• Does replacing the item in w by the item formerly in y still result in a binary search tree? That is, are parents still bigger than (or equal to if we permit duplicate keys) all of the left subtree and smaller than all of the right subtree?
• Yes. The only new parent is the item from y which has now moved to node w. But this item is the on immediately after the old item in w. Since it came from the right subtree of w, it is bigger than the left subtree, and since it was the smallest item in the right subtree, it is smaller than all remaining items in the that subtree.

• But what about the old node y? It's left child is a leaf so it is the easy or trivial case and we just replace y by the other child and its descendants.

6. We have now successfully removed the item in w and repaired the structure so that we again have a binary search tree. However, we may need to restore balance, i.e., re-establish the AVL property. The possible trouble is that, in each of the three cases (trivial, easy, or difficult) the light green node on the left has been replaced by the light blue node on the right, which is of height one less. This might cause a problem.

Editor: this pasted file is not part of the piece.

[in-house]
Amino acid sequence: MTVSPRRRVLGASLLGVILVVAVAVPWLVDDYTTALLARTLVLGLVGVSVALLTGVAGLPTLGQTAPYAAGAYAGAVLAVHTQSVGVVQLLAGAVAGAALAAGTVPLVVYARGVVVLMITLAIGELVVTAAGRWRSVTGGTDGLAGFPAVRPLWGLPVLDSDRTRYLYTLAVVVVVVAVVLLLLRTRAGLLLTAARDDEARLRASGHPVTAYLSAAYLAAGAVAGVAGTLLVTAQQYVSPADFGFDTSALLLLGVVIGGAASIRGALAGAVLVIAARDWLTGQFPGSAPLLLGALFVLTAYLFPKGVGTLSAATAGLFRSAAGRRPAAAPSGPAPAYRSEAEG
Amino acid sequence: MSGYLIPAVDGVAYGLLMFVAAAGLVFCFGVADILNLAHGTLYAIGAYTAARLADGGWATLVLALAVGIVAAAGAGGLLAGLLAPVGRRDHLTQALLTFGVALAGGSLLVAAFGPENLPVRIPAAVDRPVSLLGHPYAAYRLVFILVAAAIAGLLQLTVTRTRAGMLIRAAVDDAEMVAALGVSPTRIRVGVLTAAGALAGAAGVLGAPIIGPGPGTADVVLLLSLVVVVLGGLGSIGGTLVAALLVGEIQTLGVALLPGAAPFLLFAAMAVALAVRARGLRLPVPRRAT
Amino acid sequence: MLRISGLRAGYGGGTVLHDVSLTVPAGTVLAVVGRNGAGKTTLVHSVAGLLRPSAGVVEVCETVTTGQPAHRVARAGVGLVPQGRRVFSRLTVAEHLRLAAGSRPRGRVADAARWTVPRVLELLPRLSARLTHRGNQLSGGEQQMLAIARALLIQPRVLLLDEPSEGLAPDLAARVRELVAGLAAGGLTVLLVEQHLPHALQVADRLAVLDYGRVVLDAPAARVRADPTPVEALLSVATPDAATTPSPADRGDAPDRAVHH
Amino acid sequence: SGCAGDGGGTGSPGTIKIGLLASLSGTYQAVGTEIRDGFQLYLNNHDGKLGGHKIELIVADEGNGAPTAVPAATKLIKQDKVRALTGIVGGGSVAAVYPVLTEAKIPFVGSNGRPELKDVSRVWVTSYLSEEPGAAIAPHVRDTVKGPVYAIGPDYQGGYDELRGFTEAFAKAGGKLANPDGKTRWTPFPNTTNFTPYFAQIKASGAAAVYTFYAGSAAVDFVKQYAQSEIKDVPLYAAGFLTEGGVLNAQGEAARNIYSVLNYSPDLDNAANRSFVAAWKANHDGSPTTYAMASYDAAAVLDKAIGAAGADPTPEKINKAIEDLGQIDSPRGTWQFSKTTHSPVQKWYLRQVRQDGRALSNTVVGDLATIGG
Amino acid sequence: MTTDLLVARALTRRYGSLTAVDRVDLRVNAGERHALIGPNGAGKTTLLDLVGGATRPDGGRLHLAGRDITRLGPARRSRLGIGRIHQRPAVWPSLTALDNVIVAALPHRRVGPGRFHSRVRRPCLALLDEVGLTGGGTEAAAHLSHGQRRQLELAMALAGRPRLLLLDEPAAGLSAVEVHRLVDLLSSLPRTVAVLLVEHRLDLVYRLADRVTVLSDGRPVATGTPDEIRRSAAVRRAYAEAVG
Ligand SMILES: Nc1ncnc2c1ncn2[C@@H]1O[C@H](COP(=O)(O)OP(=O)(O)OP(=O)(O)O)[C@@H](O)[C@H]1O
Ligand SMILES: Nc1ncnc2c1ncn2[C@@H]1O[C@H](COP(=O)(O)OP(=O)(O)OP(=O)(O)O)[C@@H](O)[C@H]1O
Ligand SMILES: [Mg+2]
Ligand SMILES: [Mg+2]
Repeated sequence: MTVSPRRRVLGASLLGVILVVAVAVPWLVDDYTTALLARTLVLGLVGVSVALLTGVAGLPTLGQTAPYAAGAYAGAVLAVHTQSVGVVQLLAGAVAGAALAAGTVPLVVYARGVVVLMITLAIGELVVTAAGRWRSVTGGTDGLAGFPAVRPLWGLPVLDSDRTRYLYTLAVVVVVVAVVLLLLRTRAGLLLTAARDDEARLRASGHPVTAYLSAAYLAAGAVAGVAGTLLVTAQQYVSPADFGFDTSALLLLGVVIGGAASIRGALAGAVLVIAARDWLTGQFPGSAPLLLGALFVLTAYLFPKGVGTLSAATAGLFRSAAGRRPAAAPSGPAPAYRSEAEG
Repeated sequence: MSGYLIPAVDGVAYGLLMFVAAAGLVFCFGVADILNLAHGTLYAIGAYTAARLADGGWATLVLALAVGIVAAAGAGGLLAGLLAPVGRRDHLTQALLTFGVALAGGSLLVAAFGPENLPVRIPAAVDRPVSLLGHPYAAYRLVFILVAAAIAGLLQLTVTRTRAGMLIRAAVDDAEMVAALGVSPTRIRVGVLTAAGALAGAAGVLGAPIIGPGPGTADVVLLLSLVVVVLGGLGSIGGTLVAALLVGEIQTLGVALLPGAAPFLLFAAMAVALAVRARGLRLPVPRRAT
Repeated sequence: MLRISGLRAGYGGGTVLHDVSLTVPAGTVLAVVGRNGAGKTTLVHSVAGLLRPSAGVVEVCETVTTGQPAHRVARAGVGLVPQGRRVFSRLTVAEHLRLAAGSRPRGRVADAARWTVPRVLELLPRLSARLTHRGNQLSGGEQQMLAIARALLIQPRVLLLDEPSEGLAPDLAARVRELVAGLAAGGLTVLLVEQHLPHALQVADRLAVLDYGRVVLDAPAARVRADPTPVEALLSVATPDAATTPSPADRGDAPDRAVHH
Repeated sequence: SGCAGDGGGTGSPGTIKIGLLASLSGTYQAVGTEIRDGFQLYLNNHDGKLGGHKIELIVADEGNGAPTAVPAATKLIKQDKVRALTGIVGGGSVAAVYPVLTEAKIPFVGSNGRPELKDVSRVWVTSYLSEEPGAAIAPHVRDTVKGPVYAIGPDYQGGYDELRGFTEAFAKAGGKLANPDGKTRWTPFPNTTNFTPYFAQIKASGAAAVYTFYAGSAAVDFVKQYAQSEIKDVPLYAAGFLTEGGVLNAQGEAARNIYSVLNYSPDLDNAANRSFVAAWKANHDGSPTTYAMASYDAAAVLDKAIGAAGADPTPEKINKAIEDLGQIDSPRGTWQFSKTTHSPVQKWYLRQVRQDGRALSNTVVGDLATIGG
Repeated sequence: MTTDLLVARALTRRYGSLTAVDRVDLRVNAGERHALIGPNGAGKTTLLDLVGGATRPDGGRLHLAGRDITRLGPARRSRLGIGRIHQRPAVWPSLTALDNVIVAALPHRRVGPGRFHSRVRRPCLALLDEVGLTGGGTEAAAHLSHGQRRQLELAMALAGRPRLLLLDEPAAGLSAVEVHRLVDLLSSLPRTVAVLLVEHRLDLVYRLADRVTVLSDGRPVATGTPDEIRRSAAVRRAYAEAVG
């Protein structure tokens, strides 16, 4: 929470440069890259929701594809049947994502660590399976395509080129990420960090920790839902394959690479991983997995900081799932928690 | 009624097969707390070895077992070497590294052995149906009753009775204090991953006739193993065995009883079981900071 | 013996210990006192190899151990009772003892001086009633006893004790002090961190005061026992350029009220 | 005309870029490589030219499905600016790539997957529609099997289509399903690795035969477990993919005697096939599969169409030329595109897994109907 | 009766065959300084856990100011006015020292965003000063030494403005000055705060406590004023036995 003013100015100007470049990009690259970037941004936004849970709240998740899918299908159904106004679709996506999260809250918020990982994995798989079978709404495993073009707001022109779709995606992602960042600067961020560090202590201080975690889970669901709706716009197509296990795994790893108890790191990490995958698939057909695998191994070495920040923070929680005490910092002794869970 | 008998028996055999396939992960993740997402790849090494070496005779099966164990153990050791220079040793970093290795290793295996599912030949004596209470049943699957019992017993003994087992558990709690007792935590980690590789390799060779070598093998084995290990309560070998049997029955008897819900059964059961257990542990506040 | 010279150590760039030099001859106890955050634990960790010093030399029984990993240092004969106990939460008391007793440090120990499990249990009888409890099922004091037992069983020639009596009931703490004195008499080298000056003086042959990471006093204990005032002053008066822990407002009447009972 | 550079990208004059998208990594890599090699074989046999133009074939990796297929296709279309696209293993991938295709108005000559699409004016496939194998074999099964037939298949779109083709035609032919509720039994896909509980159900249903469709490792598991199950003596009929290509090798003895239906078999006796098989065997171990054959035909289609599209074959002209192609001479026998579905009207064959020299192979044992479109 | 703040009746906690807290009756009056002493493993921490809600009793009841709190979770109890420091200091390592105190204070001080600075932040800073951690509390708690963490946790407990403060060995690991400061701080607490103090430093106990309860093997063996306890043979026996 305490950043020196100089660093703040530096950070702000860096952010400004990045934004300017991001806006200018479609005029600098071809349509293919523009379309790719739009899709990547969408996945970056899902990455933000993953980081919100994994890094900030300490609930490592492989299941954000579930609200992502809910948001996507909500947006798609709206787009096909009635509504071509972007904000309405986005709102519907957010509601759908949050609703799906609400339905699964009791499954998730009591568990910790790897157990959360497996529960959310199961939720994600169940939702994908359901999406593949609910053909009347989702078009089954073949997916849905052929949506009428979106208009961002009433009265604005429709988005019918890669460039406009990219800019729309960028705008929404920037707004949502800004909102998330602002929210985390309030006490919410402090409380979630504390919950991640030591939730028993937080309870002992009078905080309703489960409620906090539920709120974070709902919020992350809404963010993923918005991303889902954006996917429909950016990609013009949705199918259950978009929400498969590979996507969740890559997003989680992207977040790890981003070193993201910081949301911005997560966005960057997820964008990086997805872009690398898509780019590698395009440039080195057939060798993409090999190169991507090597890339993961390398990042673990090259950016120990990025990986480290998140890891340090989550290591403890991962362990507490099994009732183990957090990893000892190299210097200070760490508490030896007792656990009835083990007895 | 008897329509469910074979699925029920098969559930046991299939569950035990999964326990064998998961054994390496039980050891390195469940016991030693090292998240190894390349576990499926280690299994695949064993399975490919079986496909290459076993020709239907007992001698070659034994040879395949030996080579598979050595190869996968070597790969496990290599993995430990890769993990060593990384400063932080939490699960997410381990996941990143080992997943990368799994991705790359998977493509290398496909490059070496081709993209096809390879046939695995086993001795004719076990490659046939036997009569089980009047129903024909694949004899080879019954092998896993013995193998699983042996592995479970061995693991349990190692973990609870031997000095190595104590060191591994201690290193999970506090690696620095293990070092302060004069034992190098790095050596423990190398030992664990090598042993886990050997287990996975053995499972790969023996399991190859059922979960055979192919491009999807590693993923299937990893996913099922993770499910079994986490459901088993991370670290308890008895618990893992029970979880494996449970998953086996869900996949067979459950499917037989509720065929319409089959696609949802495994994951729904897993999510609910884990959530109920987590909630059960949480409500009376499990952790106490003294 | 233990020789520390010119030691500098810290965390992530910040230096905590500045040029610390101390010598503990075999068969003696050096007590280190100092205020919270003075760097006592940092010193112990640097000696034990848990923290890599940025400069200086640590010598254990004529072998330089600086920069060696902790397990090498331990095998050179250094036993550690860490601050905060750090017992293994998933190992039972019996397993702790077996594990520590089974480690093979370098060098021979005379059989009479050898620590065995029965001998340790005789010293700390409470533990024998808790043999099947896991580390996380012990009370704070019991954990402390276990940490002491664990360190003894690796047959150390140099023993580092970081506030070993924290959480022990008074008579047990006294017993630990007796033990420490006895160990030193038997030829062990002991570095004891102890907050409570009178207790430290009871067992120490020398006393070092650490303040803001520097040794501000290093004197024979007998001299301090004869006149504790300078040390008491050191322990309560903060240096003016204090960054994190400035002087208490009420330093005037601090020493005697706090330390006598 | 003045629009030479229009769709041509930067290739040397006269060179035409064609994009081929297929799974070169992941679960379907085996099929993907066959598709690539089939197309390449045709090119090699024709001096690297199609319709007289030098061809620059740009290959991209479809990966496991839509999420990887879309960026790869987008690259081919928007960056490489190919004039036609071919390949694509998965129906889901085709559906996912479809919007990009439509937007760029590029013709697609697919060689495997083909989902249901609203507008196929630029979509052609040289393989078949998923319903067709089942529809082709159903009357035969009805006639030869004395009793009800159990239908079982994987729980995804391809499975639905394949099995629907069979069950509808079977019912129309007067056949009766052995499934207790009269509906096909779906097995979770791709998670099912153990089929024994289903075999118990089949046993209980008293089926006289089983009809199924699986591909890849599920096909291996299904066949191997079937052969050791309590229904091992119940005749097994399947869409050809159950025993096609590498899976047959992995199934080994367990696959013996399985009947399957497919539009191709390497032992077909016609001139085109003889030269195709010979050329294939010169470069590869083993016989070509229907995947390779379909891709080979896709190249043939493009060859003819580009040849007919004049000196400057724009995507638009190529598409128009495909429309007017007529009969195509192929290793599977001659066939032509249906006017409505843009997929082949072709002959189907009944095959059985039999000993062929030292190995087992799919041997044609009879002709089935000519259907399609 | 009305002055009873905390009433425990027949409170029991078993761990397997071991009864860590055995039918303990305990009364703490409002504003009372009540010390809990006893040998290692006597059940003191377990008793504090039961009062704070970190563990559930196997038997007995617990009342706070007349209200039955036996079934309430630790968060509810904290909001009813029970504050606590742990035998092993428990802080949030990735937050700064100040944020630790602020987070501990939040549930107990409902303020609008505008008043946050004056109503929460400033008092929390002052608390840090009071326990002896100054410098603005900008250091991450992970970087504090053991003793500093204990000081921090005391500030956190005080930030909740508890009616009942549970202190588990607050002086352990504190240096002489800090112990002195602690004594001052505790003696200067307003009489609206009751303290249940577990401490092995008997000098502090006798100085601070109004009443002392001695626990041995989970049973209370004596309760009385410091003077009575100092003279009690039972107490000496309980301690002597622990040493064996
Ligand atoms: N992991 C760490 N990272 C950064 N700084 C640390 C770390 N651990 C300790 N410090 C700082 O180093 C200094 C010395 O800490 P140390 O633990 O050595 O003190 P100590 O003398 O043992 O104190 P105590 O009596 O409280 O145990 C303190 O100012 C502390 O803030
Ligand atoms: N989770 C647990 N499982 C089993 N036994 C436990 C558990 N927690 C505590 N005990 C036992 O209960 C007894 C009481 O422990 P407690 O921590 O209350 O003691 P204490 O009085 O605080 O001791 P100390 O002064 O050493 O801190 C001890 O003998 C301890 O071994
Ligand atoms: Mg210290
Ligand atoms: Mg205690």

7. Since the tree was balanced before the removal, the sibling of the light green (shown in purple) had height equal to, one less than, or one greater than, the height of the light green.

1. If the purple height was equal to the light green, it is now one greater than the light blue; this is still in balance. Since the parent (red) has not changed height, all is well. This is the good case; we are done.

2. If the purple height was one less than the light green, it is now equal to the light blue; this again remains in balance. But now red's height has dropped by one and might be out of balance. This is the unknown case; we turn our attention to the parent (red) and redo the balance check.

3. If the purple height was one greater than the light green, it is now two greater than the light blue so we are out of balance. This is the bad case; we must re-balance using a rotation.